Book Review: The Big Sleep by Raymond Chandler

The Big Sleep was Raymond Chandler’s first Philip Marlowe novel, written in 1939. There have been two adaptations for the movies, one with Humphrey Bogart as Marlowe (1946), and one with Robert Mitchum (1978).

A lot of people have probably seen the Humphrey Bogart version at one time or another but maybe not as many have read the book. I really like Chandler’s writing. Marlowe is the kind of guy that some part of nearly every man wants to be. He’s a loner who plays chess against games he remembers from dead grand masters, honest, and therefore relatively poor, tough, and doesn’t kowtow to anyone. He’s tough but gets pushed around by cops and occasionally knocked out on the back of the head, but rarely loses a fair fight.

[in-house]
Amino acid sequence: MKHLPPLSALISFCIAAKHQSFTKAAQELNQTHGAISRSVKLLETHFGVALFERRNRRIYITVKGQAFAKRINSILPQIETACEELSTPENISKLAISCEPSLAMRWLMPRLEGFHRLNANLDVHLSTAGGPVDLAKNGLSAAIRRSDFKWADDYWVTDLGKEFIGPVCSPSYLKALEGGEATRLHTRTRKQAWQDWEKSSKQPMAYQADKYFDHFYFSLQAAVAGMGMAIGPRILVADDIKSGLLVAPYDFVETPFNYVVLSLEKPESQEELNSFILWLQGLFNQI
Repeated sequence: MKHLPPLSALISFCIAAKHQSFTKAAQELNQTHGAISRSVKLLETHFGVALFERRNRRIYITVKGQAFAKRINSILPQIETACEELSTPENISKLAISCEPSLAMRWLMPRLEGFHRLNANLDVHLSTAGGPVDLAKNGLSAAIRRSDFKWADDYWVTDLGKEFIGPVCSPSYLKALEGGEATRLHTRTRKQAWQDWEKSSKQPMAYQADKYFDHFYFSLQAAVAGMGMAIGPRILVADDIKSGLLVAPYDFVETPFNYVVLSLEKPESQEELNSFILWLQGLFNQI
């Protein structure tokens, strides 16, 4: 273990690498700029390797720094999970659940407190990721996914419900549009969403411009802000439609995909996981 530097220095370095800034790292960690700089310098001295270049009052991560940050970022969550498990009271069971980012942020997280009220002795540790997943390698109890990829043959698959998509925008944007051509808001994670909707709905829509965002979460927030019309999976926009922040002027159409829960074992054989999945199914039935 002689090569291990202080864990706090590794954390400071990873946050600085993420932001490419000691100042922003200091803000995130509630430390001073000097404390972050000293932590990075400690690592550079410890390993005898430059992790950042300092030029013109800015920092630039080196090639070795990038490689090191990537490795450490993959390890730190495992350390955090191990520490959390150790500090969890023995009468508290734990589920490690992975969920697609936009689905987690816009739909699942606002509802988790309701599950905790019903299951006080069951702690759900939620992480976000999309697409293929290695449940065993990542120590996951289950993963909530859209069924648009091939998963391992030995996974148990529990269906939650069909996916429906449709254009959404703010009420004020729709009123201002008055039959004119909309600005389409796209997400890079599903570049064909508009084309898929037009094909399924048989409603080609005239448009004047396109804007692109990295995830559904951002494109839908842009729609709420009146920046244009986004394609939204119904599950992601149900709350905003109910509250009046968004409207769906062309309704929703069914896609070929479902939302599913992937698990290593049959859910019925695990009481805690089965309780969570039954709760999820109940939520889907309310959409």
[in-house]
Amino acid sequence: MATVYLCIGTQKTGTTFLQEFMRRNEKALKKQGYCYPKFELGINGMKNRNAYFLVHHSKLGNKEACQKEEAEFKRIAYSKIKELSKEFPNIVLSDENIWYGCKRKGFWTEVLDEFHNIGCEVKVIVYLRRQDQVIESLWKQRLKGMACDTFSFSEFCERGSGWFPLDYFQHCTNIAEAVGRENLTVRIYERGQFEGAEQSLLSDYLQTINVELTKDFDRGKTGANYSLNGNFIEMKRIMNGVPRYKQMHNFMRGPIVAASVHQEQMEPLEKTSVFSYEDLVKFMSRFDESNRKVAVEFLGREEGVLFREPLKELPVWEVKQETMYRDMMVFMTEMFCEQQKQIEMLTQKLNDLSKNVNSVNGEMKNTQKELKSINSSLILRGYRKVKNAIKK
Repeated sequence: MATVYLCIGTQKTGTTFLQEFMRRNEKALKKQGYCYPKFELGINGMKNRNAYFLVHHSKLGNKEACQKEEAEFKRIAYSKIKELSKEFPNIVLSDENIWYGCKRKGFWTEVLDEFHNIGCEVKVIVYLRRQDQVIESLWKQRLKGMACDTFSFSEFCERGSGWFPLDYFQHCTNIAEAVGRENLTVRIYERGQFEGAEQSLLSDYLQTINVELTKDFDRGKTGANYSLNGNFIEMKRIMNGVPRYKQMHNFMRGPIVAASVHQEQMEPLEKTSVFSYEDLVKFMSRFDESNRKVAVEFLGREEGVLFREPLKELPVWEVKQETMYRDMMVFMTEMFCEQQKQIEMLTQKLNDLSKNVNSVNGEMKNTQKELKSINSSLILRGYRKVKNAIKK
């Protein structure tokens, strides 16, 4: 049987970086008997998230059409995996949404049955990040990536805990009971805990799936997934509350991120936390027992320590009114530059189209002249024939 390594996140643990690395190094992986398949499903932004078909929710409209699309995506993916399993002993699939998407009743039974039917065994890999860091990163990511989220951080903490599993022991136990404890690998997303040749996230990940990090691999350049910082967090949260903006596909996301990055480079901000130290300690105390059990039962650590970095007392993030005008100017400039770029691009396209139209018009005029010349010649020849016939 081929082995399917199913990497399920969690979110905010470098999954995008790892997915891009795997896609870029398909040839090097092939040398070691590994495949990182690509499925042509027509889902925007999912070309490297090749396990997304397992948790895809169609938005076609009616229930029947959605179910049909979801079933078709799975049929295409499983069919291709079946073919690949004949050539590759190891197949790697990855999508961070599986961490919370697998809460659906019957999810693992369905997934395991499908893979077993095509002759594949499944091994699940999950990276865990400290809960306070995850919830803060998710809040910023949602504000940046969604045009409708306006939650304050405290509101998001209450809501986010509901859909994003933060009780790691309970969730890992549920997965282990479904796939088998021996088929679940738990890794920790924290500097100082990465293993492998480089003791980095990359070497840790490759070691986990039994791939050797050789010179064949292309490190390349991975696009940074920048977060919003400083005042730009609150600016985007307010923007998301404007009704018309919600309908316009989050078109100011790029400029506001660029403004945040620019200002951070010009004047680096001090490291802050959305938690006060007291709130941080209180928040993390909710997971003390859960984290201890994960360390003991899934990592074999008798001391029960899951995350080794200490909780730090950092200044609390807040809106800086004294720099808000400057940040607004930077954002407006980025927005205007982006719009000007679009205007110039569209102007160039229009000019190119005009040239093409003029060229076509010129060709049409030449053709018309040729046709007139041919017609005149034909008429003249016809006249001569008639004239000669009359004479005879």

In the Big Sleep, Marlowe is hired by General Sternwood, a very old, very rich, disabled man to find out why one of his wild daughters is being blackmailed. The blackmailer is killed while Marlowe is trailing him, and he ends up running a gauntlet of racketeers, tough guys, drunk rich guys, and cops (mostly honest in this novel, but not in all of Chandler’s novels), following the two young women and the missing husband of one of them.

In the end Marlowe figures it all out and keeps the worst of the truth from his client, the old general, and keeps the general out of the police official version. He does this at great risk to himself and his detective license, but that’s what you owe to a client. And he does it all for $25 a day and expenses, when he can get them.

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